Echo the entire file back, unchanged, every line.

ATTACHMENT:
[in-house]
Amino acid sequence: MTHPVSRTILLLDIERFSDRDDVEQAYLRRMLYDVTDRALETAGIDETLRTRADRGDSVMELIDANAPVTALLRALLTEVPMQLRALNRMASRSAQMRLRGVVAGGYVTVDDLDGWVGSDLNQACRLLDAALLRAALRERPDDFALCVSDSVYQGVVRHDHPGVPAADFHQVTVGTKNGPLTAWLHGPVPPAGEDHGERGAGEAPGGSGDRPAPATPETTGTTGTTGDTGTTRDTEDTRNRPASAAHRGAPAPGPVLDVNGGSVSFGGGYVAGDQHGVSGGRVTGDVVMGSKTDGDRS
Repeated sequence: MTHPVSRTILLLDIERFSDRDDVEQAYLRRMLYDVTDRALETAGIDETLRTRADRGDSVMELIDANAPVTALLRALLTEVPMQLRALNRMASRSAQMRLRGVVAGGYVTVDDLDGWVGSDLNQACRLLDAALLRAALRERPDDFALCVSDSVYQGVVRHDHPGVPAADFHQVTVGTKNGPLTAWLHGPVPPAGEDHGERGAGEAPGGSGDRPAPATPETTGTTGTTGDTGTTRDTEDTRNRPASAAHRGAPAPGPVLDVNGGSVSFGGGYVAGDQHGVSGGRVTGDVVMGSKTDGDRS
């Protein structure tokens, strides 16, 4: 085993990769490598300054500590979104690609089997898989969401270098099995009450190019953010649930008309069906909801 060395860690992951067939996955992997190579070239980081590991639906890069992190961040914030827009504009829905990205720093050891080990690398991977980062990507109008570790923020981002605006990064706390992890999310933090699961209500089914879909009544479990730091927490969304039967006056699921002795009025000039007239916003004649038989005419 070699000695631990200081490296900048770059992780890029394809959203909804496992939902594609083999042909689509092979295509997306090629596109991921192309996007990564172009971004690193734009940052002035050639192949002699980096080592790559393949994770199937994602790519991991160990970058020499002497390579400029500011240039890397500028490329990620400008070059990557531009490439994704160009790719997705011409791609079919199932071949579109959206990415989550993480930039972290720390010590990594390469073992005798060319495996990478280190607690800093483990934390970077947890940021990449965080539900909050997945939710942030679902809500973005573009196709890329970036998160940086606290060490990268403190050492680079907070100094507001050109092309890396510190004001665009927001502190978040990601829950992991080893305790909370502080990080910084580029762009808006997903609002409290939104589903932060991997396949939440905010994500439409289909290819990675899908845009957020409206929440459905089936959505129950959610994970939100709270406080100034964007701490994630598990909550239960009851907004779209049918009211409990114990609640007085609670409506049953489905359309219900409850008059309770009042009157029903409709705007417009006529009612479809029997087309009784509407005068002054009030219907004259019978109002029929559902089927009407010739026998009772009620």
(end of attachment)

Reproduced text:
[in-house]
Amino acid sequence: MTHPVSRTILLLDIERFSDRDDVEQAYLRRMLYDVTDRALETAGIDETLRTRADRGDSVMELIDANAPVTALLRALLTEVPMQLRALNRMASRSAQMRLRGVVAGGYVTVDDLDGWVGSDLNQACRLLDAALLRAALRERPDDFALCVSDSVYQGVVRHDHPGVPAADFHQVTVGTKNGPLTAWLHGPVPPAGEDHGERGAGEAPGGSGDRPAPATPETTGTTGTTGDTGTTRDTEDTRNRPASAAHRGAPAPGPVLDVNGGSVSFGGGYVAGDQHGVSGGRVTGDVVMGSKTDGDRS
Repeated sequence: MTHPVSRTILLLDIERFSDRDDVEQAYLRRMLYDVTDRALETAGIDETLRTRADRGDSVMELIDANAPVTALLRALLTEVPMQLRALNRMASRSAQMRLRGVVAGGYVTVDDLDGWVGSDLNQACRLLDAALLRAALRERPDDFALCVSDSVYQGVVRHDHPGVPAADFHQVTVGTKNGPLTAWLHGPVPPAGEDHGERGAGEAPGGSGDRPAPATPETTGTTGTTGDTGTTRDTEDTRNRPASAAHRGAPAPGPVLDVNGGSVSFGGGYVAGDQHGVSGGRVTGDVVMGSKTDGDRS
């Protein structure tokens, strides 16, 4: 085993990769490598300054500590979104690609089997898989969401270098099995009450190019953010649930008309069906909801 060395860690992951067939996955992997190579070239980081590991639906890069992190961040914030827009504009829905990205720093050891080990690398991977980062990507109008570790923020981002605006990064706390992890999310933090699961209500089914879909009544479990730091927490969304039967006056699921002795009025000039007239916003004649038989005419 070699000695631990200081490296900048770059992780890029394809959203909804496992939902594609083999042909689509092979295509997306090629596109991921192309996007990564172009971004690193734009940052002035050639192949002699980096080592790559393949994770199937994602790519991991160990970058020499002497390579400029500011240039890397500028490329990620400008070059990557531009490439994704160009790719997705011409791609079919199932071949579109959206990415989550993480930039972290720390010590990594390469073992005798060319495996990478280190607690800093483990934390970077947890940021990449965080539900909050997945939710942030679902809500973005573009196709890329970036998160940086606290060490990268403190050492680079907070100094507001050109092309890396510190004001665009927001502190978040990601829950992991080893305790909370502080990080910084580029762009808006997903609002409290939104589903932060991997396949939440905010994500439409289909290819990675899908845009957020409206929440459905089936959505129950959610994970939100709270406080100034964007701490994630598990909550239960009851907004779209049918009211409990114990609640007085609670409506049953489905359309219900409850008059309770009042009157029903409709705007417009006529009612479809029997087309009784509407005068002054009030219907004259019978109002029929559902089927009407010739026998009772009620």